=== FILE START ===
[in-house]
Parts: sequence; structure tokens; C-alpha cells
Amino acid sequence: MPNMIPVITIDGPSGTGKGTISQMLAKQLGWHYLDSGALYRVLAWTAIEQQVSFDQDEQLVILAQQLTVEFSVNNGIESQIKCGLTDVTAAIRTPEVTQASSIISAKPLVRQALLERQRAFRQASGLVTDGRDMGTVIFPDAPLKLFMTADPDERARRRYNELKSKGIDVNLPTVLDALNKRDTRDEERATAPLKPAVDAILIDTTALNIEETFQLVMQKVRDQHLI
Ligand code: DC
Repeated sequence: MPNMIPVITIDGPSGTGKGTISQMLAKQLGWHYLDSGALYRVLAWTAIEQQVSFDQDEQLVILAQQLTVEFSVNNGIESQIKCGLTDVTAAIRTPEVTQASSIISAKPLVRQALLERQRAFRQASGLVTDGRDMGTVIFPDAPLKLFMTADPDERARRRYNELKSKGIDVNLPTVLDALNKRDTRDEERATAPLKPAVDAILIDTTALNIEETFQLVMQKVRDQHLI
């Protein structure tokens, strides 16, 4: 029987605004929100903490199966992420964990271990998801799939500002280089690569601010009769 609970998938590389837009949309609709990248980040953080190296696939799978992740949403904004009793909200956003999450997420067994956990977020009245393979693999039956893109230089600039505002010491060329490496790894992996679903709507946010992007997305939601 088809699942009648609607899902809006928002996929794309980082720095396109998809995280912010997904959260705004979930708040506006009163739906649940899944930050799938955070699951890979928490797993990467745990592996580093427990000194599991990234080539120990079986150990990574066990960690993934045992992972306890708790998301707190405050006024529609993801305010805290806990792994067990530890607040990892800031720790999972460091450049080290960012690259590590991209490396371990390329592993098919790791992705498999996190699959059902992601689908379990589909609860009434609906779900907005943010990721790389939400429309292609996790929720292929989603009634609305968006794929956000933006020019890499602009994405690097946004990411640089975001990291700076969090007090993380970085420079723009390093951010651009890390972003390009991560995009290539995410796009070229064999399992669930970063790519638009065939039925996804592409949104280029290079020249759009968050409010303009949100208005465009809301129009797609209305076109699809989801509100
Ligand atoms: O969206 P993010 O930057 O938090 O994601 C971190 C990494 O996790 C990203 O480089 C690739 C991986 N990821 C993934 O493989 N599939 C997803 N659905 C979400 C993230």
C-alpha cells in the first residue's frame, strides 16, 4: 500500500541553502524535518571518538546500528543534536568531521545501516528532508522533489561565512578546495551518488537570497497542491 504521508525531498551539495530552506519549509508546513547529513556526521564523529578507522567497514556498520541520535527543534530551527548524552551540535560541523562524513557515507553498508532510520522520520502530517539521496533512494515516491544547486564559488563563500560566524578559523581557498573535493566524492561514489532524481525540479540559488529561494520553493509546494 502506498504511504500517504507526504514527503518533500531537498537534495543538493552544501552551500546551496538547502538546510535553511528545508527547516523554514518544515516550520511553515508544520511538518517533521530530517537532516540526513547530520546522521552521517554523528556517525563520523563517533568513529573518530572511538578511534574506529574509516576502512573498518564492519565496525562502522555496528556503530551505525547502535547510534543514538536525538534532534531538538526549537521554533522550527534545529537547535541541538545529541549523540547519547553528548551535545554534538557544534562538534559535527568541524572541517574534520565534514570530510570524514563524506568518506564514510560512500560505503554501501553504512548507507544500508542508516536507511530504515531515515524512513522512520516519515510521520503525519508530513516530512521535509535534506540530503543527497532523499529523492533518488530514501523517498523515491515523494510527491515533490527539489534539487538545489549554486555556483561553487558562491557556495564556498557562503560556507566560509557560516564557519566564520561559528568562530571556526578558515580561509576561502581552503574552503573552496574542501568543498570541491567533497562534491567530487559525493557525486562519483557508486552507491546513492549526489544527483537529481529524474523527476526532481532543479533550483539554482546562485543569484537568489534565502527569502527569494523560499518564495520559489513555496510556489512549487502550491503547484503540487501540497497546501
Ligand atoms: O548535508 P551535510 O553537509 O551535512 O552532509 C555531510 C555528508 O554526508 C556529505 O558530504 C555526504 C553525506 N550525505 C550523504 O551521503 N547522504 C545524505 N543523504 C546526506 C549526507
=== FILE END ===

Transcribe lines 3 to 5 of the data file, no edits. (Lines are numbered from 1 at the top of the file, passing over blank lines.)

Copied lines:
Amino acid sequence: MPNMIPVITIDGPSGTGKGTISQMLAKQLGWHYLDSGALYRVLAWTAIEQQVSFDQDEQLVILAQQLTVEFSVNNGIESQIKCGLTDVTAAIRTPEVTQASSIISAKPLVRQALLERQRAFRQASGLVTDGRDMGTVIFPDAPLKLFMTADPDERARRRYNELKSKGIDVNLPTVLDALNKRDTRDEERATAPLKPAVDAILIDTTALNIEETFQLVMQKVRDQHLI
Ligand code: DC
Repeated sequence: MPNMIPVITIDGPSGTGKGTISQMLAKQLGWHYLDSGALYRVLAWTAIEQQVSFDQDEQLVILAQQLTVEFSVNNGIESQIKCGLTDVTAAIRTPEVTQASSIISAKPLVRQALLERQRAFRQASGLVTDGRDMGTVIFPDAPLKLFMTADPDERARRRYNELKSKGIDVNLPTVLDALNKRDTRDEERATAPLKPAVDAILIDTTALNIEETFQLVMQKVRDQHLI